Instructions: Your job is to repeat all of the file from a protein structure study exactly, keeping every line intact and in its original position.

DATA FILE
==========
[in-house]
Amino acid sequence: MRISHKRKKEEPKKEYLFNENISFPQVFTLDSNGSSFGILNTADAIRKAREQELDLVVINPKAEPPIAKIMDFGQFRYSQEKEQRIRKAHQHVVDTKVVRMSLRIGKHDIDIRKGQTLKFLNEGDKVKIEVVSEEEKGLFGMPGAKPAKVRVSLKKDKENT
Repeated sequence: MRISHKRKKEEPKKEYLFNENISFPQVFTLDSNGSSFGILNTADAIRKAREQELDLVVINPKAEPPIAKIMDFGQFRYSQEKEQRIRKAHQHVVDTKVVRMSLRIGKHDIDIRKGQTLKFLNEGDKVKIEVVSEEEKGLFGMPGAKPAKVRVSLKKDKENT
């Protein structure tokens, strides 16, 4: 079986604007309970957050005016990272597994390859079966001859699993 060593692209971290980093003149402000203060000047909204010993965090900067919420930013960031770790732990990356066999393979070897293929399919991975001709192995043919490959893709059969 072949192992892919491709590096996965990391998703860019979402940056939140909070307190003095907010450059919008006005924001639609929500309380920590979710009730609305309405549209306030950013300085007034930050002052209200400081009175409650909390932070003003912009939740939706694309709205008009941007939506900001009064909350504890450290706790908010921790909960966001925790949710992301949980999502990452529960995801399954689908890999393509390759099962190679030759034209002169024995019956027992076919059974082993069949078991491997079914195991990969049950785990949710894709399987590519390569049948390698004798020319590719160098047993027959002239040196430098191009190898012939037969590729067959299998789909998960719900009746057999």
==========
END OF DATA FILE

[in-house]
Amino acid sequence: MRISHKRKKEEPKKEYLFNENISFPQVFTLDSNGSSFGILNTADAIRKAREQELDLVVINPKAEPPIAKIMDFGQFRYSQEKEQRIRKAHQHVVDTKVVRMSLRIGKHDIDIRKGQTLKFLNEGDKVKIEVVSEEEKGLFGMPGAKPAKVRVSLKKDKENT
Repeated sequence: MRISHKRKKEEPKKEYLFNENISFPQVFTLDSNGSSFGILNTADAIRKAREQELDLVVINPKAEPPIAKIMDFGQFRYSQEKEQRIRKAHQHVVDTKVVRMSLRIGKHDIDIRKGQTLKFLNEGDKVKIEVVSEEEKGLFGMPGAKPAKVRVSLKKDKENT
């Protein structure tokens, strides 16, 4: 079986604007309970957050005016990272597994390859079966001859699993 060593692209971290980093003149402000203060000047909204010993965090900067919420930013960031770790732990990356066999393979070897293929399919991975001709192995043919490959893709059969 072949192992892919491709590096996965990391998703860019979402940056939140909070307190003095907010450059919008006005924001639609929500309380920590979710009730609305309405549209306030950013300085007034930050002052209200400081009175409650909390932070003003912009939740939706694309709205008009941007939506900001009064909350504890450290706790908010921790909960966001925790949710992301949980999502990452529960995801399954689908890999393509390759099962190679030759034209002169024995019956027992076919059974082993069949078991491997079914195991990969049950785990949710894709399987590519390569049948390698004798020319590719160098047993027959002239040196430098191009190898012939037969590729067959299998789909998960719900009746057999």